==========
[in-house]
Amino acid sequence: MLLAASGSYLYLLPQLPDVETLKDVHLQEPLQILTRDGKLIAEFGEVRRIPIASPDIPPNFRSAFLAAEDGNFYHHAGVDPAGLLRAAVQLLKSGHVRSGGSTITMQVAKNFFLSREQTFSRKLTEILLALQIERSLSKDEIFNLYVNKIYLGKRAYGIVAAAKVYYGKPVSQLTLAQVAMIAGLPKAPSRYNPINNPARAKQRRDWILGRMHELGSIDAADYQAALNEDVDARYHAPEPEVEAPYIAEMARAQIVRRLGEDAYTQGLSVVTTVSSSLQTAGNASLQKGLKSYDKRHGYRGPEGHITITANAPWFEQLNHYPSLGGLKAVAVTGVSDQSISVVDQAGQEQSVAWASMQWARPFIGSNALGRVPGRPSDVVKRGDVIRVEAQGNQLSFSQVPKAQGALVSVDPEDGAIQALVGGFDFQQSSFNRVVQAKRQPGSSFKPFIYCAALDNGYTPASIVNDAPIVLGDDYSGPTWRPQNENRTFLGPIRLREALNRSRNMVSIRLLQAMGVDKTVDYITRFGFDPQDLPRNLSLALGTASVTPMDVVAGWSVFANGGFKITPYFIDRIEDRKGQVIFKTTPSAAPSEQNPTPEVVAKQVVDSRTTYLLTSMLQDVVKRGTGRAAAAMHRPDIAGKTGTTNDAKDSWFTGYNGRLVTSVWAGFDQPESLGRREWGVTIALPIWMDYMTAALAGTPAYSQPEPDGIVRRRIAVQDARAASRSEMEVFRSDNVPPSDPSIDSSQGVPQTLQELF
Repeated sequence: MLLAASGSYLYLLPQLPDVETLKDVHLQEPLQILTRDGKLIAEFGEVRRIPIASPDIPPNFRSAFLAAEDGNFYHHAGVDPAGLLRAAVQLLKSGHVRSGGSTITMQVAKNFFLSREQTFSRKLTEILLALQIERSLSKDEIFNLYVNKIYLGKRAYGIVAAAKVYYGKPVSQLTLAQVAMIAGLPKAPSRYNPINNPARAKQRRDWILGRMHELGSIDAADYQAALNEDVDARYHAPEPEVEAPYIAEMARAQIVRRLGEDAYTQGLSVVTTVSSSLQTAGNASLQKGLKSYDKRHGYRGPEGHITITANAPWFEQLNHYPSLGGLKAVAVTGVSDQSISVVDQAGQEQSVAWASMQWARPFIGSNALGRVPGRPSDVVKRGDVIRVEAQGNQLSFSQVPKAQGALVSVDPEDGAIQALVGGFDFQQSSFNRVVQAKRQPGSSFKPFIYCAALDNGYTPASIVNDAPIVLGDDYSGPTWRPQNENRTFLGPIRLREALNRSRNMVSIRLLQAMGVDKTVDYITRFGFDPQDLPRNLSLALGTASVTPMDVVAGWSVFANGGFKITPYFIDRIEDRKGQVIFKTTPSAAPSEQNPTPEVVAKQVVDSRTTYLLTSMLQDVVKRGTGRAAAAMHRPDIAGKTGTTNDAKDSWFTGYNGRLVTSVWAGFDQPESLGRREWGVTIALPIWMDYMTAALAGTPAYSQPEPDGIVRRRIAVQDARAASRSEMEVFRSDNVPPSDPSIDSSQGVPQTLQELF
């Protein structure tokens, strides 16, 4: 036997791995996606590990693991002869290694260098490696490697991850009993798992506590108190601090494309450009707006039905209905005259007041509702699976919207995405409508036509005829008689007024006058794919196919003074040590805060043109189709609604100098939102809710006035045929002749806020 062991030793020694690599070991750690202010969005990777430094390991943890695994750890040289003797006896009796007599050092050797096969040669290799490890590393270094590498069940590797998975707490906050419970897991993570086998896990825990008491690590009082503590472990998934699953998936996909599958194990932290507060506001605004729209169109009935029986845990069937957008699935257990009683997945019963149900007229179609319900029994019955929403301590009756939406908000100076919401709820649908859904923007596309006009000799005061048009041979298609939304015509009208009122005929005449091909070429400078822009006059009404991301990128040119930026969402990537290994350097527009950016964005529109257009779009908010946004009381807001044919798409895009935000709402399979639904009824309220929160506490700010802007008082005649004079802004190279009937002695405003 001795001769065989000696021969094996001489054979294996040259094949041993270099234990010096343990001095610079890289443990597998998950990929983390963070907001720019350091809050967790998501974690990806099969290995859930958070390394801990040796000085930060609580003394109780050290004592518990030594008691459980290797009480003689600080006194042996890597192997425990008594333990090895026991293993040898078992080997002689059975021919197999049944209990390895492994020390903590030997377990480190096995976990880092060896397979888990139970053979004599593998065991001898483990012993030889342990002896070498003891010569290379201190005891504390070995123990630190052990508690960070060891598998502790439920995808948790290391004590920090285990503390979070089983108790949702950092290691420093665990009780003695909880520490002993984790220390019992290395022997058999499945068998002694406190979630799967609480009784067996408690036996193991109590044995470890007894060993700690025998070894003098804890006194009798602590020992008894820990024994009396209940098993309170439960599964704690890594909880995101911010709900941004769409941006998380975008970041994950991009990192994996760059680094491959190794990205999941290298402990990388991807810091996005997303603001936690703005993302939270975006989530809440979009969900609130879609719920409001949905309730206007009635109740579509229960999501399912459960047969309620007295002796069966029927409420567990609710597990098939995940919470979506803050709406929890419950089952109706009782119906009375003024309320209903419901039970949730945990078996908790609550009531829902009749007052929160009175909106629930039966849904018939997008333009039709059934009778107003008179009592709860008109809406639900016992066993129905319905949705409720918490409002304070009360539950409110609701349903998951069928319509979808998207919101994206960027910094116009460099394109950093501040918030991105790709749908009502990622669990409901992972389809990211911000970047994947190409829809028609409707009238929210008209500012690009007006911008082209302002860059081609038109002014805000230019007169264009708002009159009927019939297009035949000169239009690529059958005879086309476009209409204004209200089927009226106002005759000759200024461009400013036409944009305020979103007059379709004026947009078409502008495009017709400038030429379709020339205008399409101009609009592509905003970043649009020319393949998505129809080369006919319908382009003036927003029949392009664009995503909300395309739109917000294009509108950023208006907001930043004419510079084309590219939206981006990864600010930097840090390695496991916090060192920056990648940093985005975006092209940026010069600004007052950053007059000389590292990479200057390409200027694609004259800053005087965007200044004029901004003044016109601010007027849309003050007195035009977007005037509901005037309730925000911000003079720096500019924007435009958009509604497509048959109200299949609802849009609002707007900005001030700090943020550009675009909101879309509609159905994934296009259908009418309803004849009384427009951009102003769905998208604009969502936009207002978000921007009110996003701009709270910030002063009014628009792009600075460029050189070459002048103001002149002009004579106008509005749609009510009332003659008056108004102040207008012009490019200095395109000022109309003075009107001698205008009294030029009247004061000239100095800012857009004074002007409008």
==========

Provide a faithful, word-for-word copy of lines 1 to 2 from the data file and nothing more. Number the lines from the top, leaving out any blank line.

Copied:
[in-house]
Amino acid sequence: MLLAASGSYLYLLPQLPDVETLKDVHLQEPLQILTRDGKLIAEFGEVRRIPIASPDIPPNFRSAFLAAEDGNFYHHAGVDPAGLLRAAVQLLKSGHVRSGGSTITMQVAKNFFLSREQTFSRKLTEILLALQIERSLSKDEIFNLYVNKIYLGKRAYGIVAAAKVYYGKPVSQLTLAQVAMIAGLPKAPSRYNPINNPARAKQRRDWILGRMHELGSIDAADYQAALNEDVDARYHAPEPEVEAPYIAEMARAQIVRRLGEDAYTQGLSVVTTVSSSLQTAGNASLQKGLKSYDKRHGYRGPEGHITITANAPWFEQLNHYPSLGGLKAVAVTGVSDQSISVVDQAGQEQSVAWASMQWARPFIGSNALGRVPGRPSDVVKRGDVIRVEAQGNQLSFSQVPKAQGALVSVDPEDGAIQALVGGFDFQQSSFNRVVQAKRQPGSSFKPFIYCAALDNGYTPASIVNDAPIVLGDDYSGPTWRPQNENRTFLGPIRLREALNRSRNMVSIRLLQAMGVDKTVDYITRFGFDPQDLPRNLSLALGTASVTPMDVVAGWSVFANGGFKITPYFIDRIEDRKGQVIFKTTPSAAPSEQNPTPEVVAKQVVDSRTTYLLTSMLQDVVKRGTGRAAAAMHRPDIAGKTGTTNDAKDSWFTGYNGRLVTSVWAGFDQPESLGRREWGVTIALPIWMDYMTAALAGTPAYSQPEPDGIVRRRIAVQDARAASRSEMEVFRSDNVPPSDPSIDSSQGVPQTLQELF